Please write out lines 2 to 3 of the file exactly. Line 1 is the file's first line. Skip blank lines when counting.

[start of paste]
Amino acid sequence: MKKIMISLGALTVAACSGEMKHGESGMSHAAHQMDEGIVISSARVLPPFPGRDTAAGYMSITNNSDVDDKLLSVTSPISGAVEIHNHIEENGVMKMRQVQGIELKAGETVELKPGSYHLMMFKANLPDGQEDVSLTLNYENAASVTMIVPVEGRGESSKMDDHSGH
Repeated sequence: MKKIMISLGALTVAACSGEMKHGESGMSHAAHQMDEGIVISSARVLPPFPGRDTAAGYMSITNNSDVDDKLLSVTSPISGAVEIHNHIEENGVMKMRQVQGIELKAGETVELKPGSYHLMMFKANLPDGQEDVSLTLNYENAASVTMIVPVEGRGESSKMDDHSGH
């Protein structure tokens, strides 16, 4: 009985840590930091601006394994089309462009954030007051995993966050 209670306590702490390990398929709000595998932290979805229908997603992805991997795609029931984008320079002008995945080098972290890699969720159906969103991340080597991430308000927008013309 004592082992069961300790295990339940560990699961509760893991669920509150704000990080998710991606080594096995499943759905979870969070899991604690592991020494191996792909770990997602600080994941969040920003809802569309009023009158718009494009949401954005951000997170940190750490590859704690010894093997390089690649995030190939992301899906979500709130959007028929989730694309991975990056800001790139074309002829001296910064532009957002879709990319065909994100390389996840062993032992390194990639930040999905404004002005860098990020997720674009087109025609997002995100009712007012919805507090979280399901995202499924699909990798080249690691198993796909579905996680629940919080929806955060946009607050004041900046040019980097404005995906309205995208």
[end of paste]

Repeated sequence: MKKIMISLGALTVAACSGEMKHGESGMSHAAHQMDEGIVISSARVLPPFPGRDTAAGYMSITNNSDVDDKLLSVTSPISGAVEIHNHIEENGVMKMRQVQGIELKAGETVELKPGSYHLMMFKANLPDGQEDVSLTLNYENAASVTMIVPVEGRGESSKMDDHSGH
């Protein structure tokens, strides 16, 4: 009985840590930091601006394994089309462009954030007051995993966050 209670306590702490390990398929709000595998932290979805229908997603992805991997795609029931984008320079002008995945080098972290890699969720159906969103991340080597991430308000927008013309 004592082992069961300790295990339940560990699961509760893991669920509150704000990080998710991606080594096995499943759905979870969070899991604690592991020494191996792909770990997602600080994941969040920003809802569309009023009158718009494009949401954005951000997170940190750490590859704690010894093997390089690649995030190939992301899906979500709130959007028929989730694309991975990056800001790139074309002829001296910064532009957002879709990319065909994100390389996840062993032992390194990639930040999905404004002005860098990020997720674009087109025609997002995100009712007012919805507090979280399901995202499924699909990798080249690691198993796909579905996680629940919080929806955060946009607050004041900046040019980097404005995906309205995208």